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THE CEIM ERALELECTIOIM. ..

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, DEAD OR ALIVE?

I CHARING CROSS DISASTER,…

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I CHARING CROSS DISASTER, j l I RESULT OF THE INQUIRY. Sir Benjamin Baker, consulting engineer to the South-Eastern and Chatham Railway Com- pany, gave evidence on Monday, when the in- quiry was resumed by Mr. John Troutbeck into the disaster wh-ch Well six workmen at Charing Cross and the Avenue Theatre on December 5 by the fall of the roof of the railway station. A model of the roof of the station as it appeared before the collapse was placed near the jury- box. The first witness was the chief engineer, Mr. Percy Tempest, who said that since 1898 he had received no reports as to the condition of the roof, as there was nothing to report. The district engineer went up to the roof twice a year and examined it. Sir Benjamin Baker said he formed the opinion that the accident was due to the frac- ture of a tie-rod. For some reason the bar had broken with only one-third of its proper break- ing weight. When the broken portions were recovered it was apparent that in the centre of the welded bar there had never been metallic union. But for this flaw the roof would have been good for another twenty years. In reply to Mr. Pollock, K.C., who appeared for Messrs. Maple, by whom the decoration of the Avenue Theatre was being carried out, Sir Benjamin said it was providential that the breakage occurred when it did. It might have happened when the theatre and station were filled with people. Mr. George Ellson, a civil engineer, who said he found the roof in good condition in December. 1902, was asked by Mr. Boydell Houghton if he had at copy of the notes be made at the time. Mr. Bodkin said that if the witness had he should object to their production. Mr. Hough- ton knew perfectly well that on Saturday, at the instance of Mr. Cyril Maude, the railway company was served with a writ, and he de- clined to allow Mr. Ellson to be cross-examined for ulterior purposes in that action. He thought the coroner and jury would see that it was not a real attempt ta get at the truth of the matter. Thesoroneroocid.ed in favour of Mr. Houghton, and thfe witness undertook to produce the notes. Sir Wolfe Barry, C.E., w was principal assistant to Sir John Hawkshaw in the erection of the station roof, said that only a laboratory experiment could have revealed the fracture in the tie-rod. In the end. the jury returned a verdict of "Accidental death," adding that "the accident occurred through the breaking of a tie-rod through an unforeseen flaw," and that tbey at- tached no blame to any of the company's officials.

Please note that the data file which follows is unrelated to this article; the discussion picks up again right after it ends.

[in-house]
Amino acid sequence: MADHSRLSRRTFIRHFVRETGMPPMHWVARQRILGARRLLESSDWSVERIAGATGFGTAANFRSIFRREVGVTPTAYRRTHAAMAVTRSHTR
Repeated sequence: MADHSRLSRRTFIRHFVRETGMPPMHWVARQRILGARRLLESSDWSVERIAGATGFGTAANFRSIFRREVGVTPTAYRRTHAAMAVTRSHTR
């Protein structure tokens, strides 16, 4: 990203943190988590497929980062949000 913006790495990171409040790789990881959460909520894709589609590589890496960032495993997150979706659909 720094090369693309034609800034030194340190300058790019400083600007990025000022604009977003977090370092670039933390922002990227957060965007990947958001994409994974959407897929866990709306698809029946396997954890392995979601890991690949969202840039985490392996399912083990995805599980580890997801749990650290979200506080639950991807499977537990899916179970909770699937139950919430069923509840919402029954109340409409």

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[ SO LIKE DEATH.

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I ELECTION ADLKESbES.

! A NONAGENARIAN PEER. j

A HAT CAUSES A TRAGEDY. I…

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